Updated 1:45 p.m. ET
The fight over former Nebraska Republican Sen. Chuck Hagel's nomination as Secretary of Defense will come to a vote this week as the Senate Armed Service Committee will vote on the nomination Tuesday and the full Senate could consider the Hagel nomination as early as Thursday.
Senate and White House sources say committee chairman Sen. Carl Levin, D-Mich., and Senate Majority Leader Harry Reid, D-Nev., have grown impatient with Republican requests for more information from Hagel or the White House and will seek a quick end to the confirmation battle.
Levin and Reid continue to rely on assurances that GOP leaders will not stage a filibuster against Hagel. Most Republicans are expected to vote against Hagel's confirmation, but Democrats stand solidly with President Obama's nominee, meaning Hagel has enough votes to prevail on a simple majority vote.}
Levin and Reid also want to pressure Republicans who have threatened to place a "hold" on the Hagel nomination. Sen. Lindsey Graham, R-S.C., threatened to do so on CBS' "Face the Nation"; the Armed Services Committee's top Republican, Sen. Jim Inhofe, R-Okla., said he's considering a filibuster on Fox News yesterday. Democrats and the White House don't want strategies like this to take on a life of their own or gain momentum.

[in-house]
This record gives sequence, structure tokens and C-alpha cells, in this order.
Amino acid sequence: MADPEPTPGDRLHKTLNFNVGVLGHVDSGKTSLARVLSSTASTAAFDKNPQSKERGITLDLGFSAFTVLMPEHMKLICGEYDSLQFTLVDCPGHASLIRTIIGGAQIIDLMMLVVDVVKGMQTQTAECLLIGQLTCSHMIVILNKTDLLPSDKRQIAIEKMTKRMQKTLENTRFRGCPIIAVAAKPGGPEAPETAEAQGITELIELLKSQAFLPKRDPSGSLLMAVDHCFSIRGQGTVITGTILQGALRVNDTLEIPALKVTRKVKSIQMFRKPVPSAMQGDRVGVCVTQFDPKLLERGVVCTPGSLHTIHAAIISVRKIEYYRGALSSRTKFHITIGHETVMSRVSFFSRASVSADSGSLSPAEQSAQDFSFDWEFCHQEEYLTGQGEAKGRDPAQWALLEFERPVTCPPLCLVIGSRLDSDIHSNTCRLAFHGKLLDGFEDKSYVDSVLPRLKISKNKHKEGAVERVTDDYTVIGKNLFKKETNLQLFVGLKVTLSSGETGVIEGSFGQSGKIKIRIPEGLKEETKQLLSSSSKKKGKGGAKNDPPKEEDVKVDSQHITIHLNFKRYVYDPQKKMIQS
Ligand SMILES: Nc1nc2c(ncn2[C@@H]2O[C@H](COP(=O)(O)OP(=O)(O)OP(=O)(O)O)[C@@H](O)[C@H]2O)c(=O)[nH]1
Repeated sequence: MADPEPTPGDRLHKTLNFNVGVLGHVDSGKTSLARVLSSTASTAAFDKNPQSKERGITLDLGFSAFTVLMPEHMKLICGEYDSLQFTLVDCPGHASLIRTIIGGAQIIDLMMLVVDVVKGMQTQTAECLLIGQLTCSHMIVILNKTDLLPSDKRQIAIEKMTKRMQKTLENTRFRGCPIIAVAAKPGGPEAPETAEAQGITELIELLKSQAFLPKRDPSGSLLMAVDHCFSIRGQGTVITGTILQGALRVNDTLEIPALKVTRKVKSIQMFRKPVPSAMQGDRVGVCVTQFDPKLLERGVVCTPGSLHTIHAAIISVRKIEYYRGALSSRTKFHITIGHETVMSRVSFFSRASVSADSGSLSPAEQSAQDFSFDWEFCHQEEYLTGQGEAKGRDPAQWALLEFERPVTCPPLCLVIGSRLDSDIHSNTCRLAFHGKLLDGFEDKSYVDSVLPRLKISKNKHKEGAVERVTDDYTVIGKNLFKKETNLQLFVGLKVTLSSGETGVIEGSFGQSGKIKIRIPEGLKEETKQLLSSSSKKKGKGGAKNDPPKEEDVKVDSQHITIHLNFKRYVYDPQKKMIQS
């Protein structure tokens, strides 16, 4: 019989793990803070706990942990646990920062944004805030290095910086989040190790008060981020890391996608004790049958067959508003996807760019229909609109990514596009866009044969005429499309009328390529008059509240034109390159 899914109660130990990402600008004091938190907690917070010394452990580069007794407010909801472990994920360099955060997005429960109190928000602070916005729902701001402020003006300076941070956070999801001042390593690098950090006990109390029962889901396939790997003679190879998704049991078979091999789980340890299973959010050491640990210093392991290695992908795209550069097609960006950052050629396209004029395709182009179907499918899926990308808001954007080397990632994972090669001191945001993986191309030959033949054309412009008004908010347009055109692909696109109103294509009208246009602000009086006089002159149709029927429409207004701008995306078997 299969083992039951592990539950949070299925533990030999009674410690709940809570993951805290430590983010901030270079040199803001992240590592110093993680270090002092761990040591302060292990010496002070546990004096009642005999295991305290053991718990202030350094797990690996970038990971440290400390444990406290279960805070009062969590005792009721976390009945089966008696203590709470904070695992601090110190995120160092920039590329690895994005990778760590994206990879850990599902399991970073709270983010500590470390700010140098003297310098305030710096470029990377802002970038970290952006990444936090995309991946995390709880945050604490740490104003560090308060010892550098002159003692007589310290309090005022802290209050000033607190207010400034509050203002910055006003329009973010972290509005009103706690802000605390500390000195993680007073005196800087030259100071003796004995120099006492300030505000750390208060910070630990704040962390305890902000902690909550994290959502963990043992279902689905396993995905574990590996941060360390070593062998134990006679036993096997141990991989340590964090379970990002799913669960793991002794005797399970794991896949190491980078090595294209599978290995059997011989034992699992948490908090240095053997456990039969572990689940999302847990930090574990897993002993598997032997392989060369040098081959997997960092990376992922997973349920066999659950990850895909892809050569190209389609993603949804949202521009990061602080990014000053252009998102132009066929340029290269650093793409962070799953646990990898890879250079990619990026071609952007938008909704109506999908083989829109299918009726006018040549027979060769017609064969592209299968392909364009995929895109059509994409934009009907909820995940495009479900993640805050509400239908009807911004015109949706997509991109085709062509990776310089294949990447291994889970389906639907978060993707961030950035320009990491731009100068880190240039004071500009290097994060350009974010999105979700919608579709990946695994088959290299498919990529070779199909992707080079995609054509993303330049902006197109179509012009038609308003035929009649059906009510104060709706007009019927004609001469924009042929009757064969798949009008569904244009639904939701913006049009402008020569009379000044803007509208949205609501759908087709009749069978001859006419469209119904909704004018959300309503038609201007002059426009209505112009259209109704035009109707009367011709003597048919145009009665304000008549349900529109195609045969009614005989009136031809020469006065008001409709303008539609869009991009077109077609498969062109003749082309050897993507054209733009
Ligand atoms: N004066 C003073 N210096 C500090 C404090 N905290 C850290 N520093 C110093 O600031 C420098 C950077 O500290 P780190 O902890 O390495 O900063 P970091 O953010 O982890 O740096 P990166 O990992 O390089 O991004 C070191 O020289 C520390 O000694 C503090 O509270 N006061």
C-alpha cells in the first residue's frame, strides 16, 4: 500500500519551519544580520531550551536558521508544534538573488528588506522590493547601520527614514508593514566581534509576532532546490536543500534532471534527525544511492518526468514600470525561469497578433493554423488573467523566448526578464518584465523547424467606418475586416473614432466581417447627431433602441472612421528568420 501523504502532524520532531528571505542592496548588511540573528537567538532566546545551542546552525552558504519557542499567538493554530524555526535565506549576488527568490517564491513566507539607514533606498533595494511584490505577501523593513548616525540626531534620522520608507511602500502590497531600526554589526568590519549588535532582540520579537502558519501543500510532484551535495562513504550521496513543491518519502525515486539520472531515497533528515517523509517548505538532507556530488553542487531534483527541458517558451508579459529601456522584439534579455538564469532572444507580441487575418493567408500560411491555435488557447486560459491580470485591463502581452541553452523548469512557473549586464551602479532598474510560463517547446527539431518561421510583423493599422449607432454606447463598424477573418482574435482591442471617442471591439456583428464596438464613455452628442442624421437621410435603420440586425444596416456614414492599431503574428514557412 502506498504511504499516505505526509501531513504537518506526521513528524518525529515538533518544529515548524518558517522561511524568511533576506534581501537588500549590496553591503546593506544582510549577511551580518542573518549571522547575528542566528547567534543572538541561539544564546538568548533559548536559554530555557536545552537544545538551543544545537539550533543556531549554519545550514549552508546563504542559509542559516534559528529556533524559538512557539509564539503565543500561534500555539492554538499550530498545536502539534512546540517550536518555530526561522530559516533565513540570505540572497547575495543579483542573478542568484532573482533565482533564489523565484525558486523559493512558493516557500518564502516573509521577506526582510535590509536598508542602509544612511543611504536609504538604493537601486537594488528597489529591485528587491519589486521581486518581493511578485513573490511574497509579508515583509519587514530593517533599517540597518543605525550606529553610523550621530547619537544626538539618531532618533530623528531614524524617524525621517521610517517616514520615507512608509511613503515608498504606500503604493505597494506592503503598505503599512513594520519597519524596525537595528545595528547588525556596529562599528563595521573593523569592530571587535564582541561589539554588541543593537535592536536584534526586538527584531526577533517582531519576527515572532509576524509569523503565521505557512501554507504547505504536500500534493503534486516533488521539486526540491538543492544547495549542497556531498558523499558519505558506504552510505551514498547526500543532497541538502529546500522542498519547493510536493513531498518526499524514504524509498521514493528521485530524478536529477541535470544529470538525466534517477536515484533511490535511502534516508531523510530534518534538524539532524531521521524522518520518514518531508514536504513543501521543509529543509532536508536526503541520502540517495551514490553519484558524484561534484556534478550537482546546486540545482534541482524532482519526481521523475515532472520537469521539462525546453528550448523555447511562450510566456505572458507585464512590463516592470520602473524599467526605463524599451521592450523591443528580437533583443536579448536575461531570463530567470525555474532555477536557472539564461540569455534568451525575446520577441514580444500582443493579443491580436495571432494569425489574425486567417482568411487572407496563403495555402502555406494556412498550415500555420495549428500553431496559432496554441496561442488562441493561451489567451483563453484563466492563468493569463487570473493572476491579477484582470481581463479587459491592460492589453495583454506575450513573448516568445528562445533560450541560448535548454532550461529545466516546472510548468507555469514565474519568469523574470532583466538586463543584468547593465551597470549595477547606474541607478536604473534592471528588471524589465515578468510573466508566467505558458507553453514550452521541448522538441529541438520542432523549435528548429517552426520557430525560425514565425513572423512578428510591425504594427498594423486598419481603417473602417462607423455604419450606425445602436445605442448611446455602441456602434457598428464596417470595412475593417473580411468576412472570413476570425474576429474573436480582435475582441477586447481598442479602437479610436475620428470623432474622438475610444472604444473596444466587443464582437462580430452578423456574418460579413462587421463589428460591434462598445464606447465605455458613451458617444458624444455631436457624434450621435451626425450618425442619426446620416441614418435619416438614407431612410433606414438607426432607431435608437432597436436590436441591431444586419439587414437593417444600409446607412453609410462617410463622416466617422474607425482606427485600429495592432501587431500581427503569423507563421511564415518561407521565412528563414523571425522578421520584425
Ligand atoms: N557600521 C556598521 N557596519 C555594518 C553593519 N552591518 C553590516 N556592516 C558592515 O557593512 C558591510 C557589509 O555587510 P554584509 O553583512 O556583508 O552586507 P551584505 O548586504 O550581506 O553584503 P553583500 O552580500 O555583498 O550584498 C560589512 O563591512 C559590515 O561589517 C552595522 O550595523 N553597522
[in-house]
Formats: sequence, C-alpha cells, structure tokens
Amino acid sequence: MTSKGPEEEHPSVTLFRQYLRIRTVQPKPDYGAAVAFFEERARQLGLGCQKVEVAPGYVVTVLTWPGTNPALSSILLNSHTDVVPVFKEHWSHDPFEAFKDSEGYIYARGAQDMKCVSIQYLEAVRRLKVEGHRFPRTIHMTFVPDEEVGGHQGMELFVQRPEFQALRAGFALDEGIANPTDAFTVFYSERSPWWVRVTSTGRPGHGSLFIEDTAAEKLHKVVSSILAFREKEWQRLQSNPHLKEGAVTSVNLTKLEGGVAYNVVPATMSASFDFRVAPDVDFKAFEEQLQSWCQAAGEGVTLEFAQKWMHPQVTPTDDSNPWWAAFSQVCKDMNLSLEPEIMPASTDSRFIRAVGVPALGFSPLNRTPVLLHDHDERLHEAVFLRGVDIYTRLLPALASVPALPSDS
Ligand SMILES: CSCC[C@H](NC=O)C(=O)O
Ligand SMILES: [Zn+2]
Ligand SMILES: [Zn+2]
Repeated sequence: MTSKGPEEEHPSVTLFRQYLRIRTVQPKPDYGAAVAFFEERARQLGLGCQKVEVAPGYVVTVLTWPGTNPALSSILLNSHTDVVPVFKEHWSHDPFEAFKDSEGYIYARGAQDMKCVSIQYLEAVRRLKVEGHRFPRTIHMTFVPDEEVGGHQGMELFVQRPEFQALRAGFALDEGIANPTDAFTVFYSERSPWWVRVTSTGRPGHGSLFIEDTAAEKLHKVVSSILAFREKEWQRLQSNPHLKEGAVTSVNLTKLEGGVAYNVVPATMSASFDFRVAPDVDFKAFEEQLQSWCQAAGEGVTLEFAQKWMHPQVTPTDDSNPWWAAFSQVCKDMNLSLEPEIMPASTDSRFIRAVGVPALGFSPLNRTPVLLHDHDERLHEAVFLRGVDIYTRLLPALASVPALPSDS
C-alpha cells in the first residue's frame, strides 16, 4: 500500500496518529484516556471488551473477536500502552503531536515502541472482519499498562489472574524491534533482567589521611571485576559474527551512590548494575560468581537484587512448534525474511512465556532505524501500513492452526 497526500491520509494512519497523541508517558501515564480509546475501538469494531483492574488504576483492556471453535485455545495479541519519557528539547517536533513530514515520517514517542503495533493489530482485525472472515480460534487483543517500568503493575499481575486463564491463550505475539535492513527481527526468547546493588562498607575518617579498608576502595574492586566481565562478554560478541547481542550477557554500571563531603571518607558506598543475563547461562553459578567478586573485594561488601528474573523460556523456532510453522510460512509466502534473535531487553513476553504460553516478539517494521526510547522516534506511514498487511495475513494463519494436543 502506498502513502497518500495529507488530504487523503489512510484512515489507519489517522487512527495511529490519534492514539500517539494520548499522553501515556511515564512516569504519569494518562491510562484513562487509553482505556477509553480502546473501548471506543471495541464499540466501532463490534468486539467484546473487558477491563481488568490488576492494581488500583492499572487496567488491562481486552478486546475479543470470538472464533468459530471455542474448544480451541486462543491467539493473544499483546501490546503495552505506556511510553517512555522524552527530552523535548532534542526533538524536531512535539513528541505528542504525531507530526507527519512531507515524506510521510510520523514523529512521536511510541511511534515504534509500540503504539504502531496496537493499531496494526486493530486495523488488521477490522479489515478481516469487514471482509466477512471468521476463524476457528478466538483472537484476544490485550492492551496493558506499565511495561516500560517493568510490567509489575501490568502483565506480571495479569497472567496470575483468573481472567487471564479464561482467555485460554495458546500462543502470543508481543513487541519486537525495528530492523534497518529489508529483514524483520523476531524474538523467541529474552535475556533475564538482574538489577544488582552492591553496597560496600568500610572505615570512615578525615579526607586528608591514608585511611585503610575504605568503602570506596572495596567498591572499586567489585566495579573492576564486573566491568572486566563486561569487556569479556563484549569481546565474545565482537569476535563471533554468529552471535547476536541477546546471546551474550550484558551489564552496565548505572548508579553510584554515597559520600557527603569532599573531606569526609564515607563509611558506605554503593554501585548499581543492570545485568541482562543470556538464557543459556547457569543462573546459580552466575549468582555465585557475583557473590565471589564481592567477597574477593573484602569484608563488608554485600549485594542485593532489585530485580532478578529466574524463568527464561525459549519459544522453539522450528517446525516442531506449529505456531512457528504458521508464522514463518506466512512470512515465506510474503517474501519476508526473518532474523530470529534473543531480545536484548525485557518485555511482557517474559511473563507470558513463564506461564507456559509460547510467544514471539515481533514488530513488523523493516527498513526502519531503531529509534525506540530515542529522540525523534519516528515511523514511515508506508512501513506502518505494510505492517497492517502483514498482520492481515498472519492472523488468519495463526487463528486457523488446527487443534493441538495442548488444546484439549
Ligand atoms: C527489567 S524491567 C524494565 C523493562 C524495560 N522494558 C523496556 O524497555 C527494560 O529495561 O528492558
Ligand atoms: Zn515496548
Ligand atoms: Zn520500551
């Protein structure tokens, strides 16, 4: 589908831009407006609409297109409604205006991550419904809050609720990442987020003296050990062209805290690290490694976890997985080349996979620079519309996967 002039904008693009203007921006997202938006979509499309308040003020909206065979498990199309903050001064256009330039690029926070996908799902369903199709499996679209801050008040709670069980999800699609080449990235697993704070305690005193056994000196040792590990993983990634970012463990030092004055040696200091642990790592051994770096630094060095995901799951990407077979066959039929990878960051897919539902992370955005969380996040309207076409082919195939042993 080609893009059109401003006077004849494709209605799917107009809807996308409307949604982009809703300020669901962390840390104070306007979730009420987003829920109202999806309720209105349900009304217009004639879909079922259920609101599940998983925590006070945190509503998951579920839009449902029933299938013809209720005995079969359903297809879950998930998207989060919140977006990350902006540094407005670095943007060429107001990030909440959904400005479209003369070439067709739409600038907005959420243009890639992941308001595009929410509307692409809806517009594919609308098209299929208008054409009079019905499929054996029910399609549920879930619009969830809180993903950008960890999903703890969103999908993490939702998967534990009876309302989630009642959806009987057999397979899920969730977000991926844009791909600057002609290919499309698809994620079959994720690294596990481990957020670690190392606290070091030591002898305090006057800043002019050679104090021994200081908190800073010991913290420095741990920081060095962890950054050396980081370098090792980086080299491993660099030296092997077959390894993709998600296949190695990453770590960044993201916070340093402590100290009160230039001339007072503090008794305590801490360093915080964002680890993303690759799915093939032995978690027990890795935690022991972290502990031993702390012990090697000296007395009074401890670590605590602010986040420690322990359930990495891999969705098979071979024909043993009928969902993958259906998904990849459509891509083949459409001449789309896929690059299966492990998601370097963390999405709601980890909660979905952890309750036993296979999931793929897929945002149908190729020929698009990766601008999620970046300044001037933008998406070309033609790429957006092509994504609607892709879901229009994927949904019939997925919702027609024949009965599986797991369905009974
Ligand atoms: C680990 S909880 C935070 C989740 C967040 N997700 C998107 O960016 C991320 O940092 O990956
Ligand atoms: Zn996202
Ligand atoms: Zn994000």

While Graham, Inhofe or others can single-handedly hold up Hagel's nomination, the belief among Senate Democrats and the White House is that once confirmation votes are scheduled, pressure will build on Graham to relent.
Graham said he wants more information on Obama's conduct the night of the deadly terrorist attack in Benghazi on Sept. 11, that killed four Americans, including the U.S. Ambassador to Libya, Chris Stevens.
The committee's former top Republican, Sen. John McCain, R-Ariz., said in a statement that "it is appropriate for the Armed Services Committee to vote on Senator Hagel's nomination and determine whether to move this nomination to the Senate floor where Members can debate and express their own judgments on Senator Hagel."
Without indicating whether or not he supports Graham's call for a hold on the nomination - McCain has said he would vote to end a filibuster - he did say he shares Graham's "deep concerns about unanswered questions regarding the terrorist attack in Benghazi."